Pot-Browned Noodles


Preparation info

  • Difficulty


  • With a topping, serves


    as a main dish .

Appears in

Called “two-sides-brown” in Chinese, this is just about my favorite style of Chinese noodle dish—an inch-thick noodle “pillow,” crunchy and brown on the outside and soft within, topped by a savory, saucy stir-fry of meat and vegetables. The texture appeals to me mightily, as does the cooking method. I relish the dramatic moment when one tosses the noodle pillow up in the air to flip it over, hoping that eternal split-second that it will land back neatly in the pan! (If your taste runs to greater surety, you may flip the noodles with a spatula. This dish is an easy one, and no unskilled flipper need fear it.)

  • Below is the master recipe for the noodle pillow, plus a list of suggested toppings. These traditional choices aside, use your imagination for devising a topping. It needn’t be fancy—a healthy splash of master sauce, the reheated leftovers from last night’s Saucy Potted Pork, or a stir-fry of slivered vegetables bound together with a good dollop of top-quality oyster sauce are all fair game for a noodle pillow. Most any saucy stir-fry is compatible, as is a simple sprinkling of Roasted Szechwan Pepper-Salt.
  • The noodles may be parboiled up to 2 days in advance. The frying, done just before serving, takes 15 minutes.

Read more


  • ½ pound long, 1/16 inch thin Chinese egg noodles, fresh best (for substitutes, and for making your own)
  • teaspoons Chinese or Japanese sesame oil
  • 1 teaspoon coarse kosher salt
  • 6 tablespoons corn or peanut oil


Parboiling the noodles

Boil the noodles until cooked but firm. Drain, then rush immediately under cold water until thoroughly chilled. Shake off excess water, and spread the noodles evenly on a lint-free cloth. Roll the cloth up loosely, then gently pat the roll to dry the noodles, just as you would a sweater. Undo the roll and transfer the noodles to a large bowl. Toss gently but thoroughly with the sesame oil and salt, working with your fingers to lightly coat and separate each strand. Take care not to break the noodles.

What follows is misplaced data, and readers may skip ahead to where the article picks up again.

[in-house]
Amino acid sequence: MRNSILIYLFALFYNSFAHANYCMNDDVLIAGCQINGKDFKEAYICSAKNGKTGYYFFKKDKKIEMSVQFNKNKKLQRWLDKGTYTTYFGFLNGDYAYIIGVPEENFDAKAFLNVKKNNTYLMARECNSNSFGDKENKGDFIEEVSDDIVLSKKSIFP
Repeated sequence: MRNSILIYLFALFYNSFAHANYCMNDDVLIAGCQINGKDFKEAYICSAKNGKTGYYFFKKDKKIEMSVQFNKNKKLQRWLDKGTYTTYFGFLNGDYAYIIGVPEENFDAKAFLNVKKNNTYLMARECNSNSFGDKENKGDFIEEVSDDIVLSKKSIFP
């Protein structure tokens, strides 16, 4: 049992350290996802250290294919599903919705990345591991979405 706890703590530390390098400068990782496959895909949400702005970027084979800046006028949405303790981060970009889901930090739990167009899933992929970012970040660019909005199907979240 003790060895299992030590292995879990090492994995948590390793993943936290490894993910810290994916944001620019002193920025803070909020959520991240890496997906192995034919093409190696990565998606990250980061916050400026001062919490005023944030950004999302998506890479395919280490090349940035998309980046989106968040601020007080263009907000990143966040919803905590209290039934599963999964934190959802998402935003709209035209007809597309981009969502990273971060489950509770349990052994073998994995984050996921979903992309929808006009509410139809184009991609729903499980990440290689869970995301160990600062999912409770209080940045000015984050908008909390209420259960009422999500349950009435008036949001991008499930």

Once oiled, the noodles may be bagged airtight in plastic and refrigerated, up to 2 days. Bring to room temperature before frying.

Frying the noodle pillow

Heat a heavy 12–13-inch skillet over high heat until hot enough to evaporate a bead of water on contact. Add 5 tablespoons oil, swirl to coat the sides as well as the bottom of the pan, then arrange the skillet on the burner so the oil is evenly deep. Reduce the heat to medium.

When the oil is hot enough to sizzle one strand of noodle, coil the noodles evenly over the bottom of the pan, working from the outer edge toward the center. Press them down with a spatula, cover the pan, then cook until the underside of the noodles is nicely browned, 5–7 minutes.

Turn the noodles over like a pancake, flipping them in the air with a sharp jerk of the wrist if you’re a practiced flipper, or with a spatula if you’re not. Dribble the remaining 1 tablespoon oil in from the side of the pan and swirl the pan to distribute the oil underneath the noodles. Press the noodles down evenly with the spatula, cover, and cook until browned, 5–7 minutes.

While the second side is browning, stir-fry the topping so that the noodles and topping are done simultaneously.

Loosen the browned noodles with a spatula if necessary, then slip them out of the pan onto a large, heated platter. If the topping is not ready, the noodles may be held briefly in a 250° oven.

Mound the topping in the center of the noodle pillow, so an inch of noodles remains visible all around. Serve immediately, inviting your guests to pull the pillow apart with their chopsticks, Chinese-style, or use a knife if you wish to slice it like a pie.

Leftovers, in my opinion, are excellent at room temperature. Or you may warm them in an oven, covered tightly with foil.